Here in the snail garden, we had the first overcast cool morning in a long time. I’m not much for this kind of weather, but when I started to think about it in terms of postcards, I realized that gray days are unique.
Postcards tend to favor bright blue skies, tempting postcard receivers–potential visitors–with warm sunny days. Because of the abundance of color filtered landscapes under blue skies and vibrant sunsets, the occasional overcast postcard tends to give more of a sense of a place’s daily atmosphere–how it looks to locals as opposed to how it looks for show. There’s a sense of authenticity about cloudy day shots.
There’s also the matter of light from a photographer’s point of view. It’s a lot easier to take a nice looking photo in full sun than in low light. But in the hands of a skilled photographer, it’s when the clouds come in that things get interesting. The sky can change by the minute in such conditions, and if the photographer has the eye, (s)he can catch a moment that can never be recaptured.
Hermes and Pegasus at the Place de la ConcordeThe Notre Dame gargoyle seems to be taking a timid look at the city below to see if the Nazis are gone. This Roger Parry photograph was taken around 1945. The German occupation of France would have just ended. Claude Monet’s house in Giverny. Tulips only grow where it’s cool and wet.One of the most photographed hotels in the world, the Château Frontenac in Quebec was founded in 1893.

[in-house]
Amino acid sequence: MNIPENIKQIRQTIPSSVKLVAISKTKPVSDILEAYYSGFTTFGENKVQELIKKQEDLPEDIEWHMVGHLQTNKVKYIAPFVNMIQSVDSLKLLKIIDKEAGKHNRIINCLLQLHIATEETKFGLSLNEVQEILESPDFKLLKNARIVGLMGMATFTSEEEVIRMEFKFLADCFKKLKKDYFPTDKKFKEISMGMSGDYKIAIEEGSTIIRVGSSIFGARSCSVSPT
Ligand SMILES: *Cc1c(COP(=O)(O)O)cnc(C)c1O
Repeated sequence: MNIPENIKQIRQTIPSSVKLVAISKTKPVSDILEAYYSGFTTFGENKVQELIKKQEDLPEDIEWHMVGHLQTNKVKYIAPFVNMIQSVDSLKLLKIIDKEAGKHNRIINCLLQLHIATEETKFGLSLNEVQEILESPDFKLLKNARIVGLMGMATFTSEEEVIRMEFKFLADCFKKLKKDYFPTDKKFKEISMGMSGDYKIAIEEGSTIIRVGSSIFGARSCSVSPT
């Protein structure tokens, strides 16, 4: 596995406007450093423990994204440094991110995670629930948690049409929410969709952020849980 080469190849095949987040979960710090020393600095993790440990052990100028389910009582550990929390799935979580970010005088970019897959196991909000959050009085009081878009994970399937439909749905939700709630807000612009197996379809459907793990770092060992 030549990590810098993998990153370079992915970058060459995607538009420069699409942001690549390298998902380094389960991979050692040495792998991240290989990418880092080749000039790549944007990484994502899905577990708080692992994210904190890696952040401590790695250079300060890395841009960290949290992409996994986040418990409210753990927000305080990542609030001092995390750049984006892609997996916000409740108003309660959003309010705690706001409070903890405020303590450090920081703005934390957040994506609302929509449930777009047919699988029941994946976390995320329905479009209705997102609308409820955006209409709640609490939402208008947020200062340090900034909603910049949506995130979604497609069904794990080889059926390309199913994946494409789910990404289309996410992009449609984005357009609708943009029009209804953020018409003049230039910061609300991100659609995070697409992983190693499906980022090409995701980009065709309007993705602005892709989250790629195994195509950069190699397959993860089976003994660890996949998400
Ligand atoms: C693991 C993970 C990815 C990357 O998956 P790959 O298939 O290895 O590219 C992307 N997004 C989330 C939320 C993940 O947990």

This postcard has one of the best messages I’ve received:
I thought I’d send another postcard response for your collection. Funny enough, this is one of my favorite photos of my hometown in California. I think I like it so much because it so accurately captures the beauties of places in the world that tourist postcards often overlook. To many, the fog may not be ideal, but growing up with that fog–it was always something I could count on. It wrapped me up in familiarity just for a moment.
View from a ferry in ScotlandHigh tide floods Piazza San Marco. From a 1960’s Venice postcard book of Grandpa Snail’sBull moose at the the foot of Mt. Moran, WyomingVermont maplesThe sun tells quite another story…